Public Health Nutrition

Epidemiology

Shared meals among young adults are associated with better diet quality and predicted by family meal patterns during adolescence

Nicole Larsona1 c1, Jayne Fulkersona2, Mary Storya1 and Dianne Neumark-Sztainera1

a1 Division of Epidemiology and Community Health, School of Public Health, University of Minnesota, 1300 South Second Street, Suite 300, Minneapolis, MN 55454, USA

a2 School of Nursing, University of Minnesota, Minneapolis, MN, USA

Abstract

Objective To describe shared meal patterns and examine associations with dietary intake among young adults.

Design Population-based, longitudinal cohort study (Project EAT: Eating and Activity in Teens and Young Adults).

Setting Participants completed surveys and FFQ in high-school classrooms in Minneapolis/St. Paul, MN, USA in 1998–1999 (mean age = 15·0 years, ‘adolescence’) and follow-up measures online or by mail in 2008–2009 (mean age = 25·3 years, ‘young adulthood’).

Subjects There were 2052 participants who responded to the 10-year follow-up survey and reported on frequency of having shared meals.

Results Among young adults, the frequency of shared meals during the past week was as follows: never (9·9 %), one or two times (24·7 %), three to six times (39·1 %) and seven or more times (26·3 %). Having more frequent family meals during adolescence predicted a higher frequency of shared meals in young adulthood above and beyond other relevant sociodemographic factors such as household composition and parental status. Compared with young adults who never had family meals during adolescence, those young adults who reported seven or more family meals per week during adolescence had an average of one additional shared meal per week. Having more frequent shared meals in young adulthood was associated with greater intake of fruit among males and females, and with higher intakes of vegetables, milk products and some key nutrients among females.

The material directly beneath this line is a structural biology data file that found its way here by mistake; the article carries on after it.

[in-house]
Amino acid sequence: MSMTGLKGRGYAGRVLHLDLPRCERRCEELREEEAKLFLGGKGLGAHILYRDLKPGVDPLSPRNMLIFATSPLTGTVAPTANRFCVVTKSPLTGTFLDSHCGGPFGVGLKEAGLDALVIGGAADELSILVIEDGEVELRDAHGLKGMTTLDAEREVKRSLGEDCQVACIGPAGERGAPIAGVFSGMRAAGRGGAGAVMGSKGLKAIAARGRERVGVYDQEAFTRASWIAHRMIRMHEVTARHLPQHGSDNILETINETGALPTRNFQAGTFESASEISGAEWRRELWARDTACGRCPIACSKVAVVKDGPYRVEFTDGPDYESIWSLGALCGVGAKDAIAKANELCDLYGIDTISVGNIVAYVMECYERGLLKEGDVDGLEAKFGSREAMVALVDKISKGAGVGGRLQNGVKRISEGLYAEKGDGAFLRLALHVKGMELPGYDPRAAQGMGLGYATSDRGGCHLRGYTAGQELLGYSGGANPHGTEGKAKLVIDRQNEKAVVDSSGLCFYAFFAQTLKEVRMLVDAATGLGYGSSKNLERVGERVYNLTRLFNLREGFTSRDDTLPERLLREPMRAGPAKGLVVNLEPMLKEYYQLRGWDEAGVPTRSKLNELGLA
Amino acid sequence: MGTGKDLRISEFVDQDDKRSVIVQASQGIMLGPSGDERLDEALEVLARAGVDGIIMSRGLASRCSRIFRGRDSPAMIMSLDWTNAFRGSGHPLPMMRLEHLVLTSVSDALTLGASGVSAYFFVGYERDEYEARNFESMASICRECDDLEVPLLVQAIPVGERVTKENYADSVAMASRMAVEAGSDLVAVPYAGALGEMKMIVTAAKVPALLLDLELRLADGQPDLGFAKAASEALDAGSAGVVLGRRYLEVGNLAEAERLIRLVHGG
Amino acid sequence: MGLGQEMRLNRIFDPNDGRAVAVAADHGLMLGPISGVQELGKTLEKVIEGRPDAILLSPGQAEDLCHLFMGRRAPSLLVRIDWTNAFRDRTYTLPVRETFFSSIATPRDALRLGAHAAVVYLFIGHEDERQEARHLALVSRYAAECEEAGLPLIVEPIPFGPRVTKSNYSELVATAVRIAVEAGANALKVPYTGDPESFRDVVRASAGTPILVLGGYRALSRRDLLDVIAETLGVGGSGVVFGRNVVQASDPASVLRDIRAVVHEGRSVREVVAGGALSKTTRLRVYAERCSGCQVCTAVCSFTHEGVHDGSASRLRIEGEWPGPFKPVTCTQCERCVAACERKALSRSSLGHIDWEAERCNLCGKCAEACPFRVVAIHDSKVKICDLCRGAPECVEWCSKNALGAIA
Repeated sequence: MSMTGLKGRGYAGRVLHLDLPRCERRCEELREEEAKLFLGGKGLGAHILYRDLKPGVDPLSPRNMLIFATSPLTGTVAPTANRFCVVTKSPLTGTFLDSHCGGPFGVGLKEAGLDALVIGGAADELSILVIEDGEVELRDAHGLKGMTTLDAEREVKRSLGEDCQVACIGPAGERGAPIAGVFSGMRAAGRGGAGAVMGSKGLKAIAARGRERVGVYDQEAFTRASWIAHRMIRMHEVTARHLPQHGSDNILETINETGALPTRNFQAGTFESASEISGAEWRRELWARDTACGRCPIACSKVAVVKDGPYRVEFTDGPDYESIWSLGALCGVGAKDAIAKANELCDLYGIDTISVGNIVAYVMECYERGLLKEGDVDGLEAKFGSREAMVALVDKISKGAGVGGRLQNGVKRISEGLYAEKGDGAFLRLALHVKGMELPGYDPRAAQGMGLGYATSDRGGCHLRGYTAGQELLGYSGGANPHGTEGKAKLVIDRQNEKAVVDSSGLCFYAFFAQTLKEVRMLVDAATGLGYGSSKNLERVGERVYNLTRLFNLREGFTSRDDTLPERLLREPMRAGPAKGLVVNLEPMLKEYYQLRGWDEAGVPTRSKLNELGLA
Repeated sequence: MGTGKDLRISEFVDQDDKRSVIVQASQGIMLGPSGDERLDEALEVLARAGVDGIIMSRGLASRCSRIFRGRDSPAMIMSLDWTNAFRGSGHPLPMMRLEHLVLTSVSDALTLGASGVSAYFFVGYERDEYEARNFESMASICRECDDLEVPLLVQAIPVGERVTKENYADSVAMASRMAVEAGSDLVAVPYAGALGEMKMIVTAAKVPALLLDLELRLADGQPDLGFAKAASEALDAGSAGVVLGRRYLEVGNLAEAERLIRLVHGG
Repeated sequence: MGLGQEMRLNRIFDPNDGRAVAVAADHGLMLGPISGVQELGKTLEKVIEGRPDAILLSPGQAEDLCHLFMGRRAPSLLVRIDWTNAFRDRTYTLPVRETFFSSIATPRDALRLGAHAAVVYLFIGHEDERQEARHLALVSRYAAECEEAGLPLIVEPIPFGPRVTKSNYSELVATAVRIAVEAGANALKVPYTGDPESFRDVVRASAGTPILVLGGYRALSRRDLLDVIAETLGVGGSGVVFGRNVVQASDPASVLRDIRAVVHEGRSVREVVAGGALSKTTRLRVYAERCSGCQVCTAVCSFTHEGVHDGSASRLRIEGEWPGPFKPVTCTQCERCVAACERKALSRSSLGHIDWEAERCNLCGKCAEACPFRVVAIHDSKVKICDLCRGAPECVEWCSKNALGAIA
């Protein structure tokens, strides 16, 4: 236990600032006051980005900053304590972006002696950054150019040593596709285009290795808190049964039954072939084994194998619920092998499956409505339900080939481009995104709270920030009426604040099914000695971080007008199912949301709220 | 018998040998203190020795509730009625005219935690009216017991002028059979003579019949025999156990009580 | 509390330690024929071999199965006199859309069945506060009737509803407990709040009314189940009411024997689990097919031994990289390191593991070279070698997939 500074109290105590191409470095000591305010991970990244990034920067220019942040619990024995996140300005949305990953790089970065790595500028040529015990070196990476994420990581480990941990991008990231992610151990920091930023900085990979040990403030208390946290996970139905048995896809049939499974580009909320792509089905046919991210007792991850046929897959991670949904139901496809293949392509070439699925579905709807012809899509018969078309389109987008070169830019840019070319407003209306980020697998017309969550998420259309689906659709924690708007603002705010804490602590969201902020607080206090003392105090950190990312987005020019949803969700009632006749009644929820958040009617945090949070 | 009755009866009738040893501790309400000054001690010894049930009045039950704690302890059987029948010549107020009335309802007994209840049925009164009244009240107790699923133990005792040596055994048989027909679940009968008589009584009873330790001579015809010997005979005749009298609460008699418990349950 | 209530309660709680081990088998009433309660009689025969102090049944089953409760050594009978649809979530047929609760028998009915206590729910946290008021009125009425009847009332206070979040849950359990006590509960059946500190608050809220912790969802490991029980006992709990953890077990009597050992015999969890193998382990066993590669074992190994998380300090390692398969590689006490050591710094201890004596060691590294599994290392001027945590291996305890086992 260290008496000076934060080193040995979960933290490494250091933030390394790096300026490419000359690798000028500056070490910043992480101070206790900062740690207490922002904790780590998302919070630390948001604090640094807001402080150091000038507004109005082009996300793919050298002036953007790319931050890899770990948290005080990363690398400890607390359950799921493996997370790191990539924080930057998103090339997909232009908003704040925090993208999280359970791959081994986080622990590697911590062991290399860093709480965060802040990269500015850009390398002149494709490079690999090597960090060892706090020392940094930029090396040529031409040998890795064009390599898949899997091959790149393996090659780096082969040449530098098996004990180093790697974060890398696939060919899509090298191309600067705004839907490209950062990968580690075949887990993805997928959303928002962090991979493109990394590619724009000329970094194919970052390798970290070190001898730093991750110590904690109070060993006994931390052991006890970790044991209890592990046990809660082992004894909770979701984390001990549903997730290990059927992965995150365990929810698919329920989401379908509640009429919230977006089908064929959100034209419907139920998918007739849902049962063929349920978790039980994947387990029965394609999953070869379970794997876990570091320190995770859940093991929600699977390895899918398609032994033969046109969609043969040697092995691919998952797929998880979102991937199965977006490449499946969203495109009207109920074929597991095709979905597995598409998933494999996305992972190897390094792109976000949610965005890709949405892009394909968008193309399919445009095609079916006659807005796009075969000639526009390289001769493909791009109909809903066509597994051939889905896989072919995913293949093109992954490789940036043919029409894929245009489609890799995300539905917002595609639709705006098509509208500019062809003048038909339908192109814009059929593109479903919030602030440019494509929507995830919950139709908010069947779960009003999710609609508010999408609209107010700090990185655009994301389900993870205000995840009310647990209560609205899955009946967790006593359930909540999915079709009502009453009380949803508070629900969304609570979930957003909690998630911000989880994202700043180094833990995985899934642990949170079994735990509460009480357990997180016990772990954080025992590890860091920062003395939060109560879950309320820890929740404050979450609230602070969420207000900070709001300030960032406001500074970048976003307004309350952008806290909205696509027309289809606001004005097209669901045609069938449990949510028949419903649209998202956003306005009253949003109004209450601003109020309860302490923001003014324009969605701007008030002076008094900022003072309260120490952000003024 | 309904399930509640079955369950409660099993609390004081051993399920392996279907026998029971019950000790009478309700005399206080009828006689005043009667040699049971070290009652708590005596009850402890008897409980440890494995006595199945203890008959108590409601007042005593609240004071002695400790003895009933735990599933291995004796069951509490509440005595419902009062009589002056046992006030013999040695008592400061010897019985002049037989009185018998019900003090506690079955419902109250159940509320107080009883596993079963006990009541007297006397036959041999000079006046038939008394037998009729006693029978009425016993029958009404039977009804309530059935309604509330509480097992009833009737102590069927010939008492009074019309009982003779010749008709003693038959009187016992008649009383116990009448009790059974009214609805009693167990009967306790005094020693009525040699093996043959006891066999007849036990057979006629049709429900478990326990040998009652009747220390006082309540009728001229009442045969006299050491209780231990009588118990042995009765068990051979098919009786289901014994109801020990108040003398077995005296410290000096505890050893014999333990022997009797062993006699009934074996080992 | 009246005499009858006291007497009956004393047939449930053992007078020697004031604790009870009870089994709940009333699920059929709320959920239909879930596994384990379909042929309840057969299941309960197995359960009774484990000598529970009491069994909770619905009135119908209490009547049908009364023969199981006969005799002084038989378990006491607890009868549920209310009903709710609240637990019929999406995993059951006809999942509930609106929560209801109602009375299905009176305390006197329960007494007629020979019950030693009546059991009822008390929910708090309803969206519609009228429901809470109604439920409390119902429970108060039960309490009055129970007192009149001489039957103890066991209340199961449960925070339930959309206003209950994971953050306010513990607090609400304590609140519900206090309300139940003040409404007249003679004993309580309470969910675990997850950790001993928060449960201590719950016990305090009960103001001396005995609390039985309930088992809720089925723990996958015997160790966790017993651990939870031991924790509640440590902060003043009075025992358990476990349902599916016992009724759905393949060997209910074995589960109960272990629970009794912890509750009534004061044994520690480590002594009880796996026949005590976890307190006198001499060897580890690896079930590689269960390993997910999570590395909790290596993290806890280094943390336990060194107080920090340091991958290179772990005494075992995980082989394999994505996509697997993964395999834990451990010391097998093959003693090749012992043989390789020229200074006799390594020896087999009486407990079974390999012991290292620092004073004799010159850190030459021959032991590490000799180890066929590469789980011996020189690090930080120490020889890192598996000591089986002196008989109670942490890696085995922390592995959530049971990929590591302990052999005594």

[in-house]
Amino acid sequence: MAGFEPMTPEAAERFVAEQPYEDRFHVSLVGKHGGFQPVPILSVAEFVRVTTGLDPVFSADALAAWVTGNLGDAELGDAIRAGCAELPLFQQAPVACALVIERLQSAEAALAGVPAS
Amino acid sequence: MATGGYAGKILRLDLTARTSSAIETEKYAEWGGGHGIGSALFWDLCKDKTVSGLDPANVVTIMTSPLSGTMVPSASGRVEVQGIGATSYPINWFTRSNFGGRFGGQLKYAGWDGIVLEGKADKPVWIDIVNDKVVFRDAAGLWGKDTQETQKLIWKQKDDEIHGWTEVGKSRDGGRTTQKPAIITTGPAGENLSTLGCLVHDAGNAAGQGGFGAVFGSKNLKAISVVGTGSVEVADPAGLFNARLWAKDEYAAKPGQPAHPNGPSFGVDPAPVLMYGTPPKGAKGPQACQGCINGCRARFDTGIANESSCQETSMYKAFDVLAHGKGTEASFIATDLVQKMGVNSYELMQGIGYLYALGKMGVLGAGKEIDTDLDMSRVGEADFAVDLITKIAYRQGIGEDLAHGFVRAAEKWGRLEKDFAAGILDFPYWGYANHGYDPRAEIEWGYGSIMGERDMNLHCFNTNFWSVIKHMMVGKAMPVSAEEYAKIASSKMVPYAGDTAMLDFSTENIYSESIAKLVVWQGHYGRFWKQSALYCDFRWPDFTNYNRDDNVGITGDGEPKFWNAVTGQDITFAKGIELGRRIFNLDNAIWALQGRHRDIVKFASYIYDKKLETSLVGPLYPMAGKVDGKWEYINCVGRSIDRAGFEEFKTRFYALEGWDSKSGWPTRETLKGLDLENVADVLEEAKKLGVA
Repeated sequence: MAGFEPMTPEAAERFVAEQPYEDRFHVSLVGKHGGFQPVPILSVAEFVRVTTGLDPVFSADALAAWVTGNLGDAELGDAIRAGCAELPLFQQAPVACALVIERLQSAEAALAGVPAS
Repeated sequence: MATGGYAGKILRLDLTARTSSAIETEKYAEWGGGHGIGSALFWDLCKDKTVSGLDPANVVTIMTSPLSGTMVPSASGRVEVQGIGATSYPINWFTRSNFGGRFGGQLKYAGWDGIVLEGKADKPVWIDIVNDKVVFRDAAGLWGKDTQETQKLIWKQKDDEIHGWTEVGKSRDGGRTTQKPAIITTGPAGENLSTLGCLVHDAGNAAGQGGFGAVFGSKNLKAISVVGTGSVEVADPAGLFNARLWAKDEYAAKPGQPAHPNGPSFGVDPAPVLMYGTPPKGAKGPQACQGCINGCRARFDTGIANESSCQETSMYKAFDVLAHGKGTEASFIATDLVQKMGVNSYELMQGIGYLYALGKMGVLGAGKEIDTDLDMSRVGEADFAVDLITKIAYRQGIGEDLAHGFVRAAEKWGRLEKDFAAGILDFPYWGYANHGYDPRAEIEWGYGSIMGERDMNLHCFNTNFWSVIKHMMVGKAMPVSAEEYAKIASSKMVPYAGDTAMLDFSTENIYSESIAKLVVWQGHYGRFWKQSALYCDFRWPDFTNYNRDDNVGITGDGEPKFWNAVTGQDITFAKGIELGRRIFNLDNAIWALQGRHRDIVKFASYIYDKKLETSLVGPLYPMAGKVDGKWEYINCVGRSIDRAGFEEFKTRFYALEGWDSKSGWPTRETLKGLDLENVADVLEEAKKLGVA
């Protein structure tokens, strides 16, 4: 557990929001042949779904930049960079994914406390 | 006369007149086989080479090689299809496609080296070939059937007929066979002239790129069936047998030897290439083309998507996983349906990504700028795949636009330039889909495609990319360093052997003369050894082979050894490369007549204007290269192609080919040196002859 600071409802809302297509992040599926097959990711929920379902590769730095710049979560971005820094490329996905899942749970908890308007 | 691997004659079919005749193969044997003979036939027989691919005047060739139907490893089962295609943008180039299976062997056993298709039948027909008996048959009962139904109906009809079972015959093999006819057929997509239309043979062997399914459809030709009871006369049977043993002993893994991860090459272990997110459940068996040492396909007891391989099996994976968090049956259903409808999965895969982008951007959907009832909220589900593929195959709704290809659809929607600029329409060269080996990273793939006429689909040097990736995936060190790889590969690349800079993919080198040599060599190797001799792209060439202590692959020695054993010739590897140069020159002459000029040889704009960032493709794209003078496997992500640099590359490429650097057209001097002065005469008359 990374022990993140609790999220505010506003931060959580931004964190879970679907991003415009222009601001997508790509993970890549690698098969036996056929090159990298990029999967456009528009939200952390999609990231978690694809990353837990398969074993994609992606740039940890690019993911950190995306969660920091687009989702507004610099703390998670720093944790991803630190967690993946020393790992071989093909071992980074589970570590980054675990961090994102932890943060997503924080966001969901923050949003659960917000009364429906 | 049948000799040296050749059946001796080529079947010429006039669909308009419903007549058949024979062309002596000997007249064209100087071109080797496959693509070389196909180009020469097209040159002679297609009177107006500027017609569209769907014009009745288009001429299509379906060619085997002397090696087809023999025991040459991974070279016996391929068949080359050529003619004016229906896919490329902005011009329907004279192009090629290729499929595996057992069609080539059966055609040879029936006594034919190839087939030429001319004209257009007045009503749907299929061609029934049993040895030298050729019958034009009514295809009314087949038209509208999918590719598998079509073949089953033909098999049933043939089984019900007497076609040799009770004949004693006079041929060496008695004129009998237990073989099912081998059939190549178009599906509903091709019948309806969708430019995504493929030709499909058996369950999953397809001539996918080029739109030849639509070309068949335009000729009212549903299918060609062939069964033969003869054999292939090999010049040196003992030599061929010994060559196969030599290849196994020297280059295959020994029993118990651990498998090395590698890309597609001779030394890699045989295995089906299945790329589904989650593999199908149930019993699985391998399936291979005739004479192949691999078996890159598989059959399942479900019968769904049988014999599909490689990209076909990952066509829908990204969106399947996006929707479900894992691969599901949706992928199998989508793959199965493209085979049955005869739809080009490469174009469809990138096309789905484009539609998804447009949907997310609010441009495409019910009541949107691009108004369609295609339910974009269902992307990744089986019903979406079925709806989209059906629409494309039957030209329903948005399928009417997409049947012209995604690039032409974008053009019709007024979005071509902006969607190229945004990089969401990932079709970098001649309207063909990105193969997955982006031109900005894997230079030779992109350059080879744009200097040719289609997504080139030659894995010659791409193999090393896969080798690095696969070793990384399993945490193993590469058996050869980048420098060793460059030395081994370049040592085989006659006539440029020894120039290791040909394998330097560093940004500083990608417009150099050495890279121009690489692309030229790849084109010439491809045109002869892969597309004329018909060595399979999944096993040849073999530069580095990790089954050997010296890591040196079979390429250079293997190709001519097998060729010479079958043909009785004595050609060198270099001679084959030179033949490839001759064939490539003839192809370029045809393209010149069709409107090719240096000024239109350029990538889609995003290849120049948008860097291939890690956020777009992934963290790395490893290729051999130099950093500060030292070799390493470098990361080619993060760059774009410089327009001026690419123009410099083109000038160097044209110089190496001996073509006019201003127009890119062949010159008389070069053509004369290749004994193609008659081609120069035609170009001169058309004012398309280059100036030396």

Conclusions Nutrition professionals should encourage families of adolescents to share meals often and establish the tradition of eating together, and work with young adults to ensure that healthy food and beverage choices are offered at mealtimes.

(Received November 17 2011)

(Revised May 15 2012)

(Accepted June 17 2012)

(Online publication August 03 2012)

Keywords

  • Family meals;
  • Longitudinal;
  • Young adulthood;
  • Adolescence

Correspondence

c1 Corresponding author: Email larsonn@umn.edu

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